From the Australian Alps, we travel from Gippsland to Melbourne to Tasmania.
We spend a few days at Cape Conran, in East Gippsland. The beach is deserted.
We create a shelter against the sun from whatever we can scavenge in Matilda, in addition to driftwood, because we leave most of her awning materials – pegs, guy-lines, etc – back at the campground.
On the way back, a wallaby crosses our path.
It would be interesting to see an Eadweard Muybridge-style study of macropeds in motion. They’re so graceful.
We drive across Gippsland – basically the south of the state of Victoria – on our way to Wilsons Promontory.
It’s very scenic.
The wildlife around Tidal River, where we camp, is famously tame.
The next morning, this bird follows Maria around, waiting for a handout.
Back in Melbourne, I reconnect with Philip, an old Melbournian friend. He’s also a worker in words.
It’s rainy and cold, as it often seems to be here.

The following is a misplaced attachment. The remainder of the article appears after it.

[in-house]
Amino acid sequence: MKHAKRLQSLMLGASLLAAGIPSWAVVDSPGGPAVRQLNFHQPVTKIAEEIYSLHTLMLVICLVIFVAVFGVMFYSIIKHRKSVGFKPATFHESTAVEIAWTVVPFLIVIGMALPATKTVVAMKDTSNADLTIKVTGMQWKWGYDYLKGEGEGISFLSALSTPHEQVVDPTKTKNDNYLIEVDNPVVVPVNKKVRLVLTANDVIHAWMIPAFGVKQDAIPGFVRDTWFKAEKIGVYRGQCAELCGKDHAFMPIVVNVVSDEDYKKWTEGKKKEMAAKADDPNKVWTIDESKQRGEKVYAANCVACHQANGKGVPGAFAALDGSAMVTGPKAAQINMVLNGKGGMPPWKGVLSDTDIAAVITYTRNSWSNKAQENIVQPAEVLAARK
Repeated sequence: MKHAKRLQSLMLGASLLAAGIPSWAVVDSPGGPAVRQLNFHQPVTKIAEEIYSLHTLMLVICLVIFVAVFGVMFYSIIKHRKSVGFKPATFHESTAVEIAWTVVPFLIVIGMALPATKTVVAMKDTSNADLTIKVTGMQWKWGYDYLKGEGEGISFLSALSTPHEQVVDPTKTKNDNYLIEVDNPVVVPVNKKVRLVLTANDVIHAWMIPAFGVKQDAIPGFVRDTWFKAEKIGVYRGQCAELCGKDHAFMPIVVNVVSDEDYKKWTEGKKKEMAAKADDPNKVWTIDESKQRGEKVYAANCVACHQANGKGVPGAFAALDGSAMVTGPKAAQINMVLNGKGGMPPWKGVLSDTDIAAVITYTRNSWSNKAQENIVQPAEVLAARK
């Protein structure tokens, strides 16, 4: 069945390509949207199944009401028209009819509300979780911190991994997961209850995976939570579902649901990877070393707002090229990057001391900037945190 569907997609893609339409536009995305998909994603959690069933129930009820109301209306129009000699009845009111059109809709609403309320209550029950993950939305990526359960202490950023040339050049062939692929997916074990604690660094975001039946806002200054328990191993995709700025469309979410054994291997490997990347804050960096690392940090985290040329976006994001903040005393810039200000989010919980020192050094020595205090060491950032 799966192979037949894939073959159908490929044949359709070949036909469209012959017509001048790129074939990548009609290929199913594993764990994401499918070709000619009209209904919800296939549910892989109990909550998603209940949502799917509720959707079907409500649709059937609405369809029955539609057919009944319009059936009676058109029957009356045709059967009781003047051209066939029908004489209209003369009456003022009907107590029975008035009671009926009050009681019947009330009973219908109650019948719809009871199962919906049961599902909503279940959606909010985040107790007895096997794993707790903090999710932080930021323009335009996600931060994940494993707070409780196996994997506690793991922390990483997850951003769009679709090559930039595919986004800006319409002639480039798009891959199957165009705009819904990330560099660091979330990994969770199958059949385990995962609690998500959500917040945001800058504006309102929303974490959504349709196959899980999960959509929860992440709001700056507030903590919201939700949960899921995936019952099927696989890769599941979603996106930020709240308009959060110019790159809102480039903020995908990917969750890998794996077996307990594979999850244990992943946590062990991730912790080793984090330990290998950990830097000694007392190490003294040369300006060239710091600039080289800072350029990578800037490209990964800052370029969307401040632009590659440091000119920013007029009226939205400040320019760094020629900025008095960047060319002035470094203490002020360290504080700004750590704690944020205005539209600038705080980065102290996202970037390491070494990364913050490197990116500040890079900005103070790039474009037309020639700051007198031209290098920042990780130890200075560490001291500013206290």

At Flinders Station is a mural by Mirka Mora, another Heide habitué.
Melbourne has a lot of wedding-cake-style Victorian office buildings, besides a skyline full of 21st-century architecture.
While in town, we visit the Australian Centre for the Moving Image. Among its old Skippy the Bush Kangaroo clips and Mad Max memorabilia is the piano from Jane Campion’ s The Piano. Still one of our favourite films. (Has it really been 25 years?) It is in fact an early-19th-century, made-in-London antique.
It’s with great sadness we drop off Matilda at the rental depot. She kept us safe and mobile for over 24,000 kilometres around Australia, in all conditions. Goodbye, old friend.
Our flight arrives late in Hobart. We like this sculpture in the arrivals hall.
Sight or Insight of the Day – Melbourne to Tasmania
We pick up our new camper-van the next day. This is the license plate:
Also, notice the dearth of letters and numbers in the plates of sparsely-populated Tassie. Like Prince Edward Island. Or Luxembourg.